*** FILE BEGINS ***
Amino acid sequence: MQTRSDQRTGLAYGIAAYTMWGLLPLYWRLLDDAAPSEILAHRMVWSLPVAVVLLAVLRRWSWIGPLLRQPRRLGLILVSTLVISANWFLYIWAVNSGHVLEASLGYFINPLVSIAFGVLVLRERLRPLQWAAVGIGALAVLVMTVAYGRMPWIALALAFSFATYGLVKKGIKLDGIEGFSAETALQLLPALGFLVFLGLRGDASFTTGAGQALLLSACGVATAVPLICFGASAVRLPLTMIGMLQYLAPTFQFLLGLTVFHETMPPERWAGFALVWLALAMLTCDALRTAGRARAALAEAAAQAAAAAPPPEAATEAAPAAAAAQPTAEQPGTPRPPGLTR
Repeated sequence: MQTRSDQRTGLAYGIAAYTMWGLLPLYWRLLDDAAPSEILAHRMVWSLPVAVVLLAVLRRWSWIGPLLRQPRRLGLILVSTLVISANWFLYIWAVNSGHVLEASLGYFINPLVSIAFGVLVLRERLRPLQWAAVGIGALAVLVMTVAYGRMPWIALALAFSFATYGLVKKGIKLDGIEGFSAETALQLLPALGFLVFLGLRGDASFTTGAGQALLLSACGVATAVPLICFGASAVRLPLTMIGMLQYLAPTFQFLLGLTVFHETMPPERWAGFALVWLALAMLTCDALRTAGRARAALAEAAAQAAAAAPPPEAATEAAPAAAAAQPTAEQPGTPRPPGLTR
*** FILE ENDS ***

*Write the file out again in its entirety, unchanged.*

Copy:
Amino acid sequence: MQTRSDQRTGLAYGIAAYTMWGLLPLYWRLLDDAAPSEILAHRMVWSLPVAVVLLAVLRRWSWIGPLLRQPRRLGLILVSTLVISANWFLYIWAVNSGHVLEASLGYFINPLVSIAFGVLVLRERLRPLQWAAVGIGALAVLVMTVAYGRMPWIALALAFSFATYGLVKKGIKLDGIEGFSAETALQLLPALGFLVFLGLRGDASFTTGAGQALLLSACGVATAVPLICFGASAVRLPLTMIGMLQYLAPTFQFLLGLTVFHETMPPERWAGFALVWLALAMLTCDALRTAGRARAALAEAAAQAAAAAPPPEAATEAAPAAAAAQPTAEQPGTPRPPGLTR
Repeated sequence: MQTRSDQRTGLAYGIAAYTMWGLLPLYWRLLDDAAPSEILAHRMVWSLPVAVVLLAVLRRWSWIGPLLRQPRRLGLILVSTLVISANWFLYIWAVNSGHVLEASLGYFINPLVSIAFGVLVLRERLRPLQWAAVGIGALAVLVMTVAYGRMPWIALALAFSFATYGLVKKGIKLDGIEGFSAETALQLLPALGFLVFLGLRGDASFTTGAGQALLLSACGVATAVPLICFGASAVRLPLTMIGMLQYLAPTFQFLLGLTVFHETMPPERWAGFALVWLALAMLTCDALRTAGRARAALAEAAAQAAAAAPPPEAATEAAPAAAAAQPTAEQPGTPRPPGLTR